The exemplary conductor 202 is also coupled to an audio_L bus 212 via a coupling inductor 214. The coupling inductor 214 transfers the low frequency audio_L signal from the amplifier 114 (FIG. 1) through the conductor 202 to a left earpiece of the headset apparatus 100. The coupling inductor 214 acts as a low pass filter. The coupling inductor 214 also prevents the high frequency RF signal RF_in 1 from going to the amplifier 114, which prevents loss of RF signal power. In another embodiment, the low pass filter can have a different implementation or can be completely omitted.

Similarly, conductor 204 is coupled to a RF_in 2 bus 216 via a coupling capacitor 218. The coupling capacitor 218 transfers high RF signal frequencies received from a second antenna element of the headset apparatus 100 to the RF tuner 106. The coupling capacitor 218 also prevents the low frequency audio_R signal from going to the RF tuner 106, thus protecting the RF 106 tuner circuitry from overloading.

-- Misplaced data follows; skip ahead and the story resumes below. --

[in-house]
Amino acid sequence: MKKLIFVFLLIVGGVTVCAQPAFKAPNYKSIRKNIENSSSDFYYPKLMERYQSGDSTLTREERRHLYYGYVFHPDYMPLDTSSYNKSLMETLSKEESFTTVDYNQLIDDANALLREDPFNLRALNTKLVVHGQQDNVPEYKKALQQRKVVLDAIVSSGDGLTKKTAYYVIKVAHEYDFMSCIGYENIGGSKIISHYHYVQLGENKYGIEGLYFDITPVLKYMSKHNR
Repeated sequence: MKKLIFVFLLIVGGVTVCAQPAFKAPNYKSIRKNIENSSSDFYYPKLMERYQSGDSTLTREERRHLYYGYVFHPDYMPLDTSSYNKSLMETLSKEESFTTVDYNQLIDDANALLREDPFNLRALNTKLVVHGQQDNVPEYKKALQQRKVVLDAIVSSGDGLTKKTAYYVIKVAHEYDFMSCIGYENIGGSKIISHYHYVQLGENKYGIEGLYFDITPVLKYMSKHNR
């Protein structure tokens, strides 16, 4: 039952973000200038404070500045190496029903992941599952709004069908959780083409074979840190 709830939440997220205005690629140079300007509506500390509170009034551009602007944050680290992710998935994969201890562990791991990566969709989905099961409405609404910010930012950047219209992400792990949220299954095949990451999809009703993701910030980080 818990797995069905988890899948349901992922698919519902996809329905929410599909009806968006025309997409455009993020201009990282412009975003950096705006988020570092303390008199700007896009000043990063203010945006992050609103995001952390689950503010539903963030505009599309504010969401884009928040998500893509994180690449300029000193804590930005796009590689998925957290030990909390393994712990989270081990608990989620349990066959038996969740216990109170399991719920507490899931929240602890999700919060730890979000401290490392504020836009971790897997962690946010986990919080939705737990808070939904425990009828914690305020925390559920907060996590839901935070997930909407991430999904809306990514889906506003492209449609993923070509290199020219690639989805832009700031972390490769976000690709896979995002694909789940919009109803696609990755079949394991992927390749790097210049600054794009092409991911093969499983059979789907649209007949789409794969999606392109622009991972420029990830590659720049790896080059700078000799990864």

Conductor 204 is also coupled to an audio_R bus 220 via a coupling inductor 222. The coupling inductor 222 transfers low frequency audio_R signal from the amplifier 116 (FIG. 1) through the conductor 204 to a right earpiece of the headset apparatus 100. The coupling inductor 222 further prevents the high frequency RF signal RF_in 2 from going to the amplifier 116 which prevents loss of RF signal power.

The conductor 206 is coupled to a common negative potential connector 224. In exemplary embodiments, the negative potential connector 224 is located on a printed circuit board of the receiving device 102 (FIG. 1). This negative potential connector 224 provides a common negate potential terminal to the earpieces of the headset apparatus 100 and provides shielding of the headset apparatus 100 cord or cords.

It should be noted that RF_in 1 and RF_in 2 are interchangeable, without affecting the functionalities of embodiments of the present invention. Furthermore, RF_in 1 or RF_in 2 may be coupled to the common conductor 206 via a coupling capacitor without affecting the functionality of embodiments of the present invention. It should be further noted that audio_L and audio_R are typically not interchangeable and are thus coupled to the appropriate conductors 202 and 204 in order to provide the left audio to the left earpiece and the right audio to the right earpiece.